February 2009

Arts & Letters

‘Outliers: The Story of Success’ by Malcolm Gladwell

By Zora Simic

Perhaps by virtue of his own accomplishments, Malcolm Gladwell – author of bestsellers The Tipping Point and Blink, writer for the New Yorker, and well-paid speaker and guru – has a vested interest in the topic of success. Yet, in publicity for his latest book, Gladwell has resisted calling himself an outlier, formally defined as “something that is situated away from or classed differently from a main or related body”. In this category he places Bill Gates, elite sportspeople, nuclear scientists, The Beatles, the highest-paid lawyers and mathematical geniuses. As a starting point, Gladwell wants to comprehend their level of success. What makes it happen? And how can we ensure that it happens more often? As such, Gladwell has declared Outliers an anti-selfhelp book: he wants to remedy society, not the individual.

Given Gladwell’s ambitious task, and the energy with which he applies himself to it, his central thesis is rather pedestrian: success is never the result of talent alone. Outliers “reach their lofty status through a combination of ability, opportunity, and utterly arbitrary advantage”. They are made, not born, though Gladwell throws some cultural determinism – what he benignly calls “cultural legacies” – into the mix of ingredients that produces success or failure. So it follows that an exceptional IQ is no guarantee of success if you are born into a class that does not equip you with the skills to reap the benefits of it (as with the “genius” Christopher Langan, who won a quiz show but dropped out of university). More contentiously, Gladwell draws on “research” to suggest that some Asian students are predisposed to do well at maths because of the “cultural legacy” of cultivating rice paddies. Or that Korean pilots were for a time more likely to crash an aeroplane because they were products of a hierarchical culture incompatible with cockpit politics.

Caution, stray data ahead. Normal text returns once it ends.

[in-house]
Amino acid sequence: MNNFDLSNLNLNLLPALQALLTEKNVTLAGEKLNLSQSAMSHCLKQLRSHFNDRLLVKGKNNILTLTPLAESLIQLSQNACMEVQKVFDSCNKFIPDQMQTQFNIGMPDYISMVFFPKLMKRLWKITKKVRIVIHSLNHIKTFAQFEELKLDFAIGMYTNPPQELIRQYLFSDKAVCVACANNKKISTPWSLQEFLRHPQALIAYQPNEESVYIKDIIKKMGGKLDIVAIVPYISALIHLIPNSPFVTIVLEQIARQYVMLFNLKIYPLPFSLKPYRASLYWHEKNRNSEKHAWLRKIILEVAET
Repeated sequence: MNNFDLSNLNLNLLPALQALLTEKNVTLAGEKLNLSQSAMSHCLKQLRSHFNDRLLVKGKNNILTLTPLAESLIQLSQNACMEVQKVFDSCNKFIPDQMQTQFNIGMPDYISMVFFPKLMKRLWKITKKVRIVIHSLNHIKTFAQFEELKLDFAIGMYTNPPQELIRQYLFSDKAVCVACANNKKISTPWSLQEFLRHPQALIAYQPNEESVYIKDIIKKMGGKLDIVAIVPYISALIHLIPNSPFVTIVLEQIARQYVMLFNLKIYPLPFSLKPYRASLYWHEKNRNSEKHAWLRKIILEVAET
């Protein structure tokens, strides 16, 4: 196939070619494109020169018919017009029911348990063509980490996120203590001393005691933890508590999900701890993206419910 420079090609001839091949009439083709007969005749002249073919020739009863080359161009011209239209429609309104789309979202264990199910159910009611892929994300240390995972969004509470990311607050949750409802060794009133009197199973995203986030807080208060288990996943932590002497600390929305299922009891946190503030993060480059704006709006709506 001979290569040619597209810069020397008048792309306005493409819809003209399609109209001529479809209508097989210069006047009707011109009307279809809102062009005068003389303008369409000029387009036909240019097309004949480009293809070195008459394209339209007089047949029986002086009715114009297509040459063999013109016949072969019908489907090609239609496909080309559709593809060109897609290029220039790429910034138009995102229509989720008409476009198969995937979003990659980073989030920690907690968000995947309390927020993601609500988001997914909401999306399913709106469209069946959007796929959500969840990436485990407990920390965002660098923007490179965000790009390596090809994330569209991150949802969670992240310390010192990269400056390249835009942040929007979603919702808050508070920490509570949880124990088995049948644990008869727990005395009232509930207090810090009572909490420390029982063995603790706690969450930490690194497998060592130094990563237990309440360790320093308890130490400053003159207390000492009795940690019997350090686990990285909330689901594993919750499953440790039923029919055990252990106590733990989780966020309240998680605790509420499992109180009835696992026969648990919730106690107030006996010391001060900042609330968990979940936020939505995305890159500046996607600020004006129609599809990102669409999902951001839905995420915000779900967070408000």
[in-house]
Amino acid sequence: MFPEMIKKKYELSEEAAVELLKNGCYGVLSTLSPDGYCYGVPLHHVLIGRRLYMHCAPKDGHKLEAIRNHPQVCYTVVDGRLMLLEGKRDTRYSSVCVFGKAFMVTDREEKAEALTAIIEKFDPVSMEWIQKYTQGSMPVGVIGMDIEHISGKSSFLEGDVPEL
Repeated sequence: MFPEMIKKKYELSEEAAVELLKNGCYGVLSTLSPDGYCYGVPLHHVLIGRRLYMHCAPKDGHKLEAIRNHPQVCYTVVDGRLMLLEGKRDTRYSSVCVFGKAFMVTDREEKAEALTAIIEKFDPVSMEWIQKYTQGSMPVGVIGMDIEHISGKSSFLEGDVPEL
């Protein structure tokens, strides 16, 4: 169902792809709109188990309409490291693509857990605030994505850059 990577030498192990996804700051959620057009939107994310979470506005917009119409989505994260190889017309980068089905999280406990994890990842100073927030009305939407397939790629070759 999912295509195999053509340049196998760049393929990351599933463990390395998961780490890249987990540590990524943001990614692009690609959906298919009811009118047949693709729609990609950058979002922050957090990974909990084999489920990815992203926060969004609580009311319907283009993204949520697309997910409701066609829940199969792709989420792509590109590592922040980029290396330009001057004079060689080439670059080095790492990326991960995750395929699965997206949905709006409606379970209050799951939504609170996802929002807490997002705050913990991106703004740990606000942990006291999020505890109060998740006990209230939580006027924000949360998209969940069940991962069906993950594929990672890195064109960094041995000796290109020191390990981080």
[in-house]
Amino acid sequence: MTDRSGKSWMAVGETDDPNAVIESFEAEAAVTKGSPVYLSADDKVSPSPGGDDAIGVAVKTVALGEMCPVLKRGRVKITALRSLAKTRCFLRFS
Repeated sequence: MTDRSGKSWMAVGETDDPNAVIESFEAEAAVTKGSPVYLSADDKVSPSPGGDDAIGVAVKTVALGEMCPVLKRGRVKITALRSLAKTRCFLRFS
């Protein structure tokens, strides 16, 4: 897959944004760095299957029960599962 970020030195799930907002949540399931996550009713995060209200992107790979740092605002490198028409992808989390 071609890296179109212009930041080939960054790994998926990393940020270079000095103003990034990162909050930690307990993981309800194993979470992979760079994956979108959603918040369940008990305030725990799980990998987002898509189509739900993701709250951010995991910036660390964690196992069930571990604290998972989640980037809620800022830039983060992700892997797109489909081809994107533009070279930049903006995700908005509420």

To give him his due, Gladwell is too clever to write as a mere provocateur. The engaging and sincere manner in which he presents his cases makes it difficult to dismiss even his most flimsy conclusions. Gladwell also applies the theories to his own family history, a nice final touch, though not the one I found myself craving. In the end, his tentative discussion of cultural inheritance does not jar nearly as much as his narrow definition of success.

Cover: February 2009

February 2009

From the front page

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